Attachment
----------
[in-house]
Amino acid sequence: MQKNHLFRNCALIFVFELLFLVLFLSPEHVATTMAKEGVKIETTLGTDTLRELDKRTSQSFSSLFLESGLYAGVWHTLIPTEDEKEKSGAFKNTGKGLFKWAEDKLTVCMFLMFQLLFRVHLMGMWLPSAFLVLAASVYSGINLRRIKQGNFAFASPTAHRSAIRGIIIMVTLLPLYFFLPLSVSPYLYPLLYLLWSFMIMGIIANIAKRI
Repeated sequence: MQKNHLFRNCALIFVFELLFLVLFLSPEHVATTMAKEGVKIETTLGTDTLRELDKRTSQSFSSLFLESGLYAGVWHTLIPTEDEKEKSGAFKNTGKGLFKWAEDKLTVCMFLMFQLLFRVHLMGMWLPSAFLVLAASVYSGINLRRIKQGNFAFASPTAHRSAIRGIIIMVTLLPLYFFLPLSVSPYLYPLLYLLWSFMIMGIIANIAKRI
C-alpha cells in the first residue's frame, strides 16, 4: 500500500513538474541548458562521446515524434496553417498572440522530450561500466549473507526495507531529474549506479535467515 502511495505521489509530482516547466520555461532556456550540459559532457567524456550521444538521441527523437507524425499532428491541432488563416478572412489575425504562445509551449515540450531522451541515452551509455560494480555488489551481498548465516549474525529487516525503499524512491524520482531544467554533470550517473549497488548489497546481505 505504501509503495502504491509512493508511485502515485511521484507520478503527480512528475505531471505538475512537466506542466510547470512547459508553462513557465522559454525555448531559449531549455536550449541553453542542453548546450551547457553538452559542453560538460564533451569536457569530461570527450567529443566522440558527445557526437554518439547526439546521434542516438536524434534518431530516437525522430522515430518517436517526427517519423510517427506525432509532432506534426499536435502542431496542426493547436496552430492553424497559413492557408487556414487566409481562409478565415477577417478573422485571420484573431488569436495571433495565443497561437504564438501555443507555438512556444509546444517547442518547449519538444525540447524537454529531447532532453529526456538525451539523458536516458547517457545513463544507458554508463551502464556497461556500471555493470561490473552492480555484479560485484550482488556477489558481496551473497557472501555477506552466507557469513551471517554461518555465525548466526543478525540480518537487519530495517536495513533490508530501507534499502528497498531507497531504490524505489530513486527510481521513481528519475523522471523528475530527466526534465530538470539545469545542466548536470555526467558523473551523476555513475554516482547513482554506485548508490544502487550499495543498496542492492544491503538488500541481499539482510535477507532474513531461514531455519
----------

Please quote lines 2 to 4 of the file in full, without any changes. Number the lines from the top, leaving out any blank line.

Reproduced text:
Amino acid sequence: MQKNHLFRNCALIFVFELLFLVLFLSPEHVATTMAKEGVKIETTLGTDTLRELDKRTSQSFSSLFLESGLYAGVWHTLIPTEDEKEKSGAFKNTGKGLFKWAEDKLTVCMFLMFQLLFRVHLMGMWLPSAFLVLAASVYSGINLRRIKQGNFAFASPTAHRSAIRGIIIMVTLLPLYFFLPLSVSPYLYPLLYLLWSFMIMGIIANIAKRI
Repeated sequence: MQKNHLFRNCALIFVFELLFLVLFLSPEHVATTMAKEGVKIETTLGTDTLRELDKRTSQSFSSLFLESGLYAGVWHTLIPTEDEKEKSGAFKNTGKGLFKWAEDKLTVCMFLMFQLLFRVHLMGMWLPSAFLVLAASVYSGINLRRIKQGNFAFASPTAHRSAIRGIIIMVTLLPLYFFLPLSVSPYLYPLLYLLWSFMIMGIIANIAKRI
C-alpha cells in the first residue's frame, strides 16, 4: 500500500513538474541548458562521446515524434496553417498572440522530450561500466549473507526495507531529474549506479535467515 502511495505521489509530482516547466520555461532556456550540459559532457567524456550521444538521441527523437507524425499532428491541432488563416478572412489575425504562445509551449515540450531522451541515452551509455560494480555488489551481498548465516549474525529487516525503499524512491524520482531544467554533470550517473549497488548489497546481505 505504501509503495502504491509512493508511485502515485511521484507520478503527480512528475505531471505538475512537466506542466510547470512547459508553462513557465522559454525555448531559449531549455536550449541553453542542453548546450551547457553538452559542453560538460564533451569536457569530461570527450567529443566522440558527445557526437554518439547526439546521434542516438536524434534518431530516437525522430522515430518517436517526427517519423510517427506525432509532432506534426499536435502542431496542426493547436496552430492553424497559413492557408487556414487566409481562409478565415477577417478573422485571420484573431488569436495571433495565443497561437504564438501555443507555438512556444509546444517547442518547449519538444525540447524537454529531447532532453529526456538525451539523458536516458547517457545513463544507458554508463551502464556497461556500471555493470561490473552492480555484479560485484550482488556477489558481496551473497557472501555477506552466507557469513551471517554461518555465525548466526543478525540480518537487519530495517536495513533490508530501507534499502528497498531507497531504490524505489530513486527510481521513481528519475523522471523528475530527466526534465530538470539545469545542466548536470555526467558523473551523476555513475554516482547513482554506485548508490544502487550499495543498496542492492544491503538488500541481499539482510535477507532474513531461514531455519